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Islamabad police empowered to probe cybercrimes | #cybercrime | #computerhacker

Lawyers term govt move illegal and violation of PECA


In a move fraught with legal controversy, the federal government has empowered the police to register cybercrime cases under the Prevention of Electronic Crimes Act (PECA) 2016, aimed at tackling the rising tide of cybercrime.

The government has initially designated 27 police stations, including one in Islamabad, to deal with cybercrime cases under PECA. However, this decision has drawn sharp criticism from legal experts, who deem it “illegal” and a violation of provisions of PECA.

From now on, beside the the Federal Investigation Agency (FIA), the Islamabad police will also investigate cybercrime cases. In the federal capital, Pakistan’s first cybercrime investigation unit at the police level at F-6 Police Service Centre will be fully functional from January 15.

For this purpose, the first phase of departmental efficiency training of 60 officers of Islamabad police has been completed with the support of FIA. The officers of Cybercrime Investigation Unit (CIU) will perform duties under CPO Safe City and in the supervision of SSP Safe City.

A police spokesperson told The Express Tribune that the Islamabad police would register cybercrime cases under Section 30 after the amendment to PECA. However, application for registration of cybercrime cases could be made at any police station.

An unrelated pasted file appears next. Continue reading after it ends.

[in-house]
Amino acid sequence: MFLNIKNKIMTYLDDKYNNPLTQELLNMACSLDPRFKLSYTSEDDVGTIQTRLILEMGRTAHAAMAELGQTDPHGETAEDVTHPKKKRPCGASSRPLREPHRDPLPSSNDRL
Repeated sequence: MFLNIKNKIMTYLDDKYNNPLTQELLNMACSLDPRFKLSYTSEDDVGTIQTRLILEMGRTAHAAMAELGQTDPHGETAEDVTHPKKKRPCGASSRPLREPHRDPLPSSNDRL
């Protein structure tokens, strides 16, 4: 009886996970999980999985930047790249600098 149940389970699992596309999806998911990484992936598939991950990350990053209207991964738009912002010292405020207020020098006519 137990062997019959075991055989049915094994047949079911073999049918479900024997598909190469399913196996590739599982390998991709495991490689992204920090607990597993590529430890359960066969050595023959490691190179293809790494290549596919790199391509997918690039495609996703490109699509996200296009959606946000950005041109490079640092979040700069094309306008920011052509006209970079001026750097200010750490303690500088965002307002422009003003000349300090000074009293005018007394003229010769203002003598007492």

Read also: New cybercrime agency on the cards

However, this move drew immediate flak from senior lawyers and police officials. Riyasat Ali Azad, former president of the Islamabad Bar Association, termed the move “totally illegal” and a violation of the existing law.

Azad pointed out that PECA vested exclusive jurisdiction for cybercrime investigation and prosecution with the Federal Investigation Agency (FIA). He warned that cases registered by the police under PECA would likely face legal challenges and eventual dismissal by the Islamabad High Court.

Additionally, he expressed concern that empowering the already overburdened police force with cybercrime investigations would further hamper their overall performance.

Echoing these concerns, a senior federal police officer, while speaking to The Express Tribune on condition of anonymity, said the additional workload of cybercrime cases would further hinder police effectiveness.


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